Alf Larsen

Alf Larsen (22 July 1885 – 12 December 1967) was a Norwegian poet, essayist and magazine editor.[1]

Alf Larsen
Born(1885-07-22)22 July 1885
Tjøme, Norway
Died12 December 1967(1967-12-12) (aged 82)
Tjøme
NationalityNorwegian
OccupationPoet
Essayist
Magazine editor
The gravestone of Norwegian writer Alf Larsen (1885–1967) in the churchyard/garveyard/cemetery outside Tjøme kirke, a Lutheran church on the island of Tjøme in Færder Municipality, Norway. A granite tombstone with a rosencrucian inscription in Latin: Ex Deo nascimur, In Christo morimur, Per Spiritum Sanctum reviviscimus ("From God we are born, In Christ we die, In the Holy Spirit we are reborn"). Photo taken on April 10th, 2020

BiographyEdit

Larsen was born at Tjøme in Vestfold, Norway. he was the eldest of seven children born to Alfred Larsen (1859-1905) and Kristine Iversen (1857-1936). His father was a skipper who died in the North Sea in 1905. Larsen was the benefactor of a wealthy man from Sandefjord who paid his schooling, first at Skiringssal (1902-1903), later at Grundtvigs folk school in Lyngby, Denmark. From January 1908 to 1909, he continued his studies at Sankt Andreas, a Jesuit school at Charlottenlund in Copenhagen.[1][2]

He made his literary debut in 1912 with the poetry collection Vinterlandet. In 1921, he bought Rød Gård in Tjøme. He supported Rudolf Steiner's anthroposophy, and edited the magazine Janus from 1933 to 1941. He co-founded the publishing house Dreyers Forlag in 1942. He was awarded the Gyldendal's Endowment in 1959.[3][2]

Larsen himself considered his magazine Janus to be his most valuable contribution to Norwegian cultural life. There he presented what in hindsight stands out as a surprisingly clear-sighted criticism of Nazi Germany. He also drew attention to the pre-nazistoid tendencies in the work of Norway's great writer, Knut Hamsun. Further he radically criticized other totalitarian ideologies of the time including Stalinism and Fascism, underscoring that they undermined the individuality and responsibility of man, as man is primarily to be understood as a spiritual being. And though Larsen considered himself a Christian, he strongly rejected the then widespread message of the Oxford Group, most notably represented by the evangelist Frank Buchman, claiming that they represented a materialistic mentality.[2]

In Janus Larsen also presented the work of many international writers to the Norwegian public, both in the form of reviews and first-time translations. Further, Janus was Larsen's main channel for advocating the ideas of Rudolf Steiner, both with regards to education and art, and as a general philosophy of life. This movement has later continued in the cultural magazines Spektrum, Horisont and Arken, and by such prolific writers as André Bjerke, Jens Bjørneboe and Kaj Skagen.[2]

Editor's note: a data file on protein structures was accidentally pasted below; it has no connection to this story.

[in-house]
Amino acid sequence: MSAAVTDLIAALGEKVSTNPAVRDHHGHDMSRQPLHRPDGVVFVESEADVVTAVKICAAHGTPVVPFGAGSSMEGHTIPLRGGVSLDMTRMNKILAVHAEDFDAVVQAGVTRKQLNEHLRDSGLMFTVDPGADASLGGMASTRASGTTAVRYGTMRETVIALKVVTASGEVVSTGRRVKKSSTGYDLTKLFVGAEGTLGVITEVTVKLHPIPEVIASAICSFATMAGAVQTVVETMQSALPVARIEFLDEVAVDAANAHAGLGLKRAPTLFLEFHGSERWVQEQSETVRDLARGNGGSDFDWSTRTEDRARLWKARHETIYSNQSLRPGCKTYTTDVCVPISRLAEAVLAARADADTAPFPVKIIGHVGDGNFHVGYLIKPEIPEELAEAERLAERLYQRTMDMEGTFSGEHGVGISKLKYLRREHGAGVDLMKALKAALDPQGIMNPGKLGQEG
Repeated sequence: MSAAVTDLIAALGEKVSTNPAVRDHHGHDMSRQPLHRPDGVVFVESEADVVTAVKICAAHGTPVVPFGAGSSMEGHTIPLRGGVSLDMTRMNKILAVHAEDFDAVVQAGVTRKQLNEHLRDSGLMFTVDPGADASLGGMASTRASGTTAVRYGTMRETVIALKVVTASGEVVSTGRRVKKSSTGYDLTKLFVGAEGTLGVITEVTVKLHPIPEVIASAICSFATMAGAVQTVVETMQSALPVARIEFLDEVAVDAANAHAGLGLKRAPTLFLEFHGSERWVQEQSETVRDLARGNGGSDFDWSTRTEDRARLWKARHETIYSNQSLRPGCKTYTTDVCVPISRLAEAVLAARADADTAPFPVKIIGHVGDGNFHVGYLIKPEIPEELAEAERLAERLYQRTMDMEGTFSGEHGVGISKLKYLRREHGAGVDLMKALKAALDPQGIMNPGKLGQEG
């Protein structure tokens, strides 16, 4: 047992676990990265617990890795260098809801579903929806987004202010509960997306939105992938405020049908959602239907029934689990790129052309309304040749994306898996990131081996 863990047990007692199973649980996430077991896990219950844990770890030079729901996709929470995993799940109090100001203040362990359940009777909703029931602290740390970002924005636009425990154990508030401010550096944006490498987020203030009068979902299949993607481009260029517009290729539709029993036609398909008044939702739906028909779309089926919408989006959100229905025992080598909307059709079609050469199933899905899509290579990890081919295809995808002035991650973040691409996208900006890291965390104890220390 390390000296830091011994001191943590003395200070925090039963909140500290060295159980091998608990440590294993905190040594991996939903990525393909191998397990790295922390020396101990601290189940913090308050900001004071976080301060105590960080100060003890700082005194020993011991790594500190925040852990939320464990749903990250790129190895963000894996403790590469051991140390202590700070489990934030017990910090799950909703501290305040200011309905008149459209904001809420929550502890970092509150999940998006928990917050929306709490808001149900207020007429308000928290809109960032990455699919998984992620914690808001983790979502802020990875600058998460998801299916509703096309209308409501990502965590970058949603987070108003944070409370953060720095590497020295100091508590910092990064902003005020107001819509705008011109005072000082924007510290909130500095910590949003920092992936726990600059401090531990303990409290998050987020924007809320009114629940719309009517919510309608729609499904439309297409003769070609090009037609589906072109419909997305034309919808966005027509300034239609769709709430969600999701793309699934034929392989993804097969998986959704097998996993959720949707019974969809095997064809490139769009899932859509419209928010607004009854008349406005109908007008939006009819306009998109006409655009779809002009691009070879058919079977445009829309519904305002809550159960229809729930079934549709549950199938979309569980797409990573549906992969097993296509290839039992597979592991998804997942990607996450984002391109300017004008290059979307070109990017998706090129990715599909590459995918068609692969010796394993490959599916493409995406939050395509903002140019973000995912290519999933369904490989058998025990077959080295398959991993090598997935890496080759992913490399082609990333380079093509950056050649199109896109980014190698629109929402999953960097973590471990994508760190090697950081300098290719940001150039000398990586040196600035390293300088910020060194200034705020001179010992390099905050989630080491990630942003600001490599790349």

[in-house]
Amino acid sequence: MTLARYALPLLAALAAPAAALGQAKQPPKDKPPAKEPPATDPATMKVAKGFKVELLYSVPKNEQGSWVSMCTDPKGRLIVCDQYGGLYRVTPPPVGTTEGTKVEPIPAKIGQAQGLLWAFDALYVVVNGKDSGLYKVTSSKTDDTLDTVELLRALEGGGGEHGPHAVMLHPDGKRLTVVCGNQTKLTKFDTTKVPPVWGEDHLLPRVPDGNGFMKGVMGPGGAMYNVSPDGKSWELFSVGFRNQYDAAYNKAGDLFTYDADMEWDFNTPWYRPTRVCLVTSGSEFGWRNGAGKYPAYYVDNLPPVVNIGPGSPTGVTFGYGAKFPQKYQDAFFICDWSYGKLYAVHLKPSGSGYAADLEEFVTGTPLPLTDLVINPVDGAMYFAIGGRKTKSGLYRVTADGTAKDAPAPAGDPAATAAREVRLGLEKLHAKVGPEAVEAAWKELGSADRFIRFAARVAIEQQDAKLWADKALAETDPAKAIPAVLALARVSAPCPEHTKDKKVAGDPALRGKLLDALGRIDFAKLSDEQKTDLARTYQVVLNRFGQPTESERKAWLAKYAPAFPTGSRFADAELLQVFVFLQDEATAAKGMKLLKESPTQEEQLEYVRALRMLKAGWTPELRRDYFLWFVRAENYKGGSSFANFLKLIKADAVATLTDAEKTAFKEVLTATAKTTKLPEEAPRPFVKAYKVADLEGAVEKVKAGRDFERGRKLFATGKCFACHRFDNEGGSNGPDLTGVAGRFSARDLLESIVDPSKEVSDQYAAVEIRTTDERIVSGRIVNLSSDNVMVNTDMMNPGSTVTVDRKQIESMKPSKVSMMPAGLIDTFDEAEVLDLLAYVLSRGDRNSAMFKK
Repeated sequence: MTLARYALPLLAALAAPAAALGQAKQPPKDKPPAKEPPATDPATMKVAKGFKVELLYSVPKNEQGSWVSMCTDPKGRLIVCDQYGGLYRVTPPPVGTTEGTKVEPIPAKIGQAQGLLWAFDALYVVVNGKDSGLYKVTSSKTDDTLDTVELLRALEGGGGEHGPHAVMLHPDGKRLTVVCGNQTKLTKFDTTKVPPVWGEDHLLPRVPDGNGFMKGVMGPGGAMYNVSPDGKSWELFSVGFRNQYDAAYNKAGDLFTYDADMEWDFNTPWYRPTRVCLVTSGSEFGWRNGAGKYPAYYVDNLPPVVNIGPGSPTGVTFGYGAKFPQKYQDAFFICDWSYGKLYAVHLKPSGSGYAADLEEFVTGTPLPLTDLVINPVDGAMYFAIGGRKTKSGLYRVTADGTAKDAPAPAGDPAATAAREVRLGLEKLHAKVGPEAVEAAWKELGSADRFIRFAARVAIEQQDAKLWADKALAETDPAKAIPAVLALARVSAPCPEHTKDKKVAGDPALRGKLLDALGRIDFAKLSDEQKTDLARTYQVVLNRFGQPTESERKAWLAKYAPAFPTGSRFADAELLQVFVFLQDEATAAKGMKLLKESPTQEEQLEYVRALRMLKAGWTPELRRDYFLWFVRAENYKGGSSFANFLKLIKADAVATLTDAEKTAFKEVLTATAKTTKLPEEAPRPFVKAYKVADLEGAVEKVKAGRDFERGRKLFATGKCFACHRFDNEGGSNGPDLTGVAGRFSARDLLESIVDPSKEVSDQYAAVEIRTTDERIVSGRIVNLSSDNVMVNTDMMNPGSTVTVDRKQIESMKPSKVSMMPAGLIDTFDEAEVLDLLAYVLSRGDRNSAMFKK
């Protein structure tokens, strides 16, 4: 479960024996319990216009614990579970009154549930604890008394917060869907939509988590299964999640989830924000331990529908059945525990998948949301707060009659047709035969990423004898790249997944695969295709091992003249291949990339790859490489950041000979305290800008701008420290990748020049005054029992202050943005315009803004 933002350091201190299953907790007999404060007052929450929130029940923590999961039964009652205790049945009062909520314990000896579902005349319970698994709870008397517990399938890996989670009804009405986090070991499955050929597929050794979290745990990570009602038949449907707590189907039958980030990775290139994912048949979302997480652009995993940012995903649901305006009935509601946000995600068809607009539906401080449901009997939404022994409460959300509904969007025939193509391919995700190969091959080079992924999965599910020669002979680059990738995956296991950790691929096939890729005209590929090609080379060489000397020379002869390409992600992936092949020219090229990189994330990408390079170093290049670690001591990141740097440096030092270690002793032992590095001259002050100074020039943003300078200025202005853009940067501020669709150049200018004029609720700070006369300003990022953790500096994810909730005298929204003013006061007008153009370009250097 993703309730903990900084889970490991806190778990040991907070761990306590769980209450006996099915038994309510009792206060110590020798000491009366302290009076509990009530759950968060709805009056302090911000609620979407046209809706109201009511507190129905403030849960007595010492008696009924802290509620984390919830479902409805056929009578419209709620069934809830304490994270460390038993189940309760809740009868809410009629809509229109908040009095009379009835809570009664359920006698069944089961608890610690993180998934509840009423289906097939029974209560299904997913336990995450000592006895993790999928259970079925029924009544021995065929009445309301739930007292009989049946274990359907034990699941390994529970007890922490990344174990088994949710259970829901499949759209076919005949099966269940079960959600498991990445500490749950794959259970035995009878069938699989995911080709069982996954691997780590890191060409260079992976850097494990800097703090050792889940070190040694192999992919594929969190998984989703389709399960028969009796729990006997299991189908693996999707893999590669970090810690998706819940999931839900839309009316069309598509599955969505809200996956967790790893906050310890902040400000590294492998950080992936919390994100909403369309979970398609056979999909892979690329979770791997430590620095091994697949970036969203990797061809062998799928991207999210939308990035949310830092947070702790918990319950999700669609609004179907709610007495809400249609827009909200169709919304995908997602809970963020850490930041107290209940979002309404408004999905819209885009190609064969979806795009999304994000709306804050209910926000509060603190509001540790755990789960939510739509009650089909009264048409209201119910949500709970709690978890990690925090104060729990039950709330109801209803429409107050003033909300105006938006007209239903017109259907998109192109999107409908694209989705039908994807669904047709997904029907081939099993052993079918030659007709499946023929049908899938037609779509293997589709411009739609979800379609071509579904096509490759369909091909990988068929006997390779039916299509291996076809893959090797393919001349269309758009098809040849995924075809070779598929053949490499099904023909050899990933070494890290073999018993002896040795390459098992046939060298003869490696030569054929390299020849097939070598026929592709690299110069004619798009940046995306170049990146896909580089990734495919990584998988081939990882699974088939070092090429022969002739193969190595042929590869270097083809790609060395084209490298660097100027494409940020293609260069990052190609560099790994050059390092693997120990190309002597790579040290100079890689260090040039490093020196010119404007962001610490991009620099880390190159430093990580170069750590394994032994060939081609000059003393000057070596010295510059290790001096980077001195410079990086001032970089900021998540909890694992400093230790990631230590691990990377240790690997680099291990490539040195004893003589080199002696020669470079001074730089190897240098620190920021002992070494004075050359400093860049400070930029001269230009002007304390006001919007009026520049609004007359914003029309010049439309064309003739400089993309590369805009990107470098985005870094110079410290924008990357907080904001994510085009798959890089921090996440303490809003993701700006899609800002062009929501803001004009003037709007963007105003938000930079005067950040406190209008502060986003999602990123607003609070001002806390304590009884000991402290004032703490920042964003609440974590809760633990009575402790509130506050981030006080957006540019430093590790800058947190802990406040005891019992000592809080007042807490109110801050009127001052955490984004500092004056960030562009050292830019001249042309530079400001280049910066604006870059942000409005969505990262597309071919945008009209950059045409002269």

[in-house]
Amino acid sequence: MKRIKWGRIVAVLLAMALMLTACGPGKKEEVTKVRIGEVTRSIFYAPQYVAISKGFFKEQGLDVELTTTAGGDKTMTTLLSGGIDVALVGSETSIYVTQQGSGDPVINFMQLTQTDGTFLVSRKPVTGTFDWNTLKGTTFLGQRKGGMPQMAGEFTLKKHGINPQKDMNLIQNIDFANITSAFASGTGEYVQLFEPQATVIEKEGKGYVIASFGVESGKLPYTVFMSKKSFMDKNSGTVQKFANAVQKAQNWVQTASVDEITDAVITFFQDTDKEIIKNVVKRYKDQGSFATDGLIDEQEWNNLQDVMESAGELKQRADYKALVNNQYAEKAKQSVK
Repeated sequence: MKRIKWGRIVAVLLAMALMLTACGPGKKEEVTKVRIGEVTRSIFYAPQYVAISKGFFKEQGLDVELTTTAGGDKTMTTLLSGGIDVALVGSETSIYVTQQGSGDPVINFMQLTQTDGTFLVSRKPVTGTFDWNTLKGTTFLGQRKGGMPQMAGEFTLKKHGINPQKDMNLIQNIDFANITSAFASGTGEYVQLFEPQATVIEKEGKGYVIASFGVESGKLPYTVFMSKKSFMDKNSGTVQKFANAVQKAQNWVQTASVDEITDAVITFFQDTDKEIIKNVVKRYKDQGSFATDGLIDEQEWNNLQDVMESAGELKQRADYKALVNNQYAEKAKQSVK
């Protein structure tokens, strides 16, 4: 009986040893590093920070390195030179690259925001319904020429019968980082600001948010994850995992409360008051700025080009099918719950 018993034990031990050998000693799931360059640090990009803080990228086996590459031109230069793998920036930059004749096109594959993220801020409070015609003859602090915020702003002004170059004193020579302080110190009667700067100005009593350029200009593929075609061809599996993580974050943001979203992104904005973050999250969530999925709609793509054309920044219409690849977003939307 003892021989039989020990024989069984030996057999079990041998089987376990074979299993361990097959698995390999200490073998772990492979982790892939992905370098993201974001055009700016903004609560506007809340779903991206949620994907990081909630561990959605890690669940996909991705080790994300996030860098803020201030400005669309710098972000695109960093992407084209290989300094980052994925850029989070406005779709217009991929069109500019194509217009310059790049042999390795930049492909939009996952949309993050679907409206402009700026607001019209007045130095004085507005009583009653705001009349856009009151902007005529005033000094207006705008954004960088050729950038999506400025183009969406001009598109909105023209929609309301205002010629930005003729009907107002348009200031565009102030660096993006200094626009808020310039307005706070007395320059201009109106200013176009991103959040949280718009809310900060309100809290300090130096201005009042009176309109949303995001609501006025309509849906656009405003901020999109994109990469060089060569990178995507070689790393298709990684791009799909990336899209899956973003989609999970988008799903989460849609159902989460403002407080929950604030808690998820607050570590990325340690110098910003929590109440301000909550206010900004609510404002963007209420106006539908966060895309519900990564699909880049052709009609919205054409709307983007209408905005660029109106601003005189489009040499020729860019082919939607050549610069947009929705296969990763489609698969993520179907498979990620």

Personal lifeEdit

In 1922, Larsen married Astrid Blicher-Hansen (1873–1954). Alf Larsen died during 1967 and was buried in the churchyard at Tjøme Church. In the center of Tjøme is the Alf-Larsen monument by sculptor Finn Henrik Bodvin (1928 2002). It was unveiled on 21 July 1985 on the occasion of his 100th birthday.[4]

Subsequent evaluationsEdit

In 2009 Larsen was declared to be an anti-Semite by historian Jan Erik Ebbestad Hansen, who in archives found a pamphlet named Jødeproblemet (The Jew Problem). Historian Hans Fredrik Dahl referred to Larsen as "the worst Jew-hater of Norwegian twentieth-century literature".[5]

However, Larsen's post-war openly expressed antipathy towards the Jews may not represent the complete truth on this sensitive matter, as one of his favourite authors is known to have been the Jewish born catholic philosopher Max Picard. Larsen had also several times rejected the racial theories of the Nazis in Janus. (see JANUS - et tidsskrift og en tid, by Terje Gerotti Simonsen). It seems, that Larsen's views after World War II for some reason - some say because the absence of his late wife's mellowing influence - happened to become increasingly cliche-filled and eventually right out anti-semitic.

AwardsEdit

ReferencesEdit

  1. ^ a b "Alf Larsen". Store norske leksikon (in Norwegian). Oslo: Kunnskapsforlaget. Retrieved 16 March 2010.
  2. ^ a b c d Lotherington, Tom. "Alf Larsen". In Helle, Knut (ed.). Norsk biografisk leksikon (in Norwegian). Oslo: Kunnskapsforlaget. Retrieved 16 March 2010.
  3. ^ "Gyldendalprisen" (in Norwegian). forfatterportalen.no. Retrieved 16 March 2010.
  4. ^ Erik Dæhlin. "Finn Henrik Bodvin". Norsk kunstnerleksikon. Retrieved May 1, 2018.
  5. ^ Dahl, Hans Fredrik (18 October 2009). "En norsk antisemitt trer fram". Dagbladet (in Norwegian). p. 48.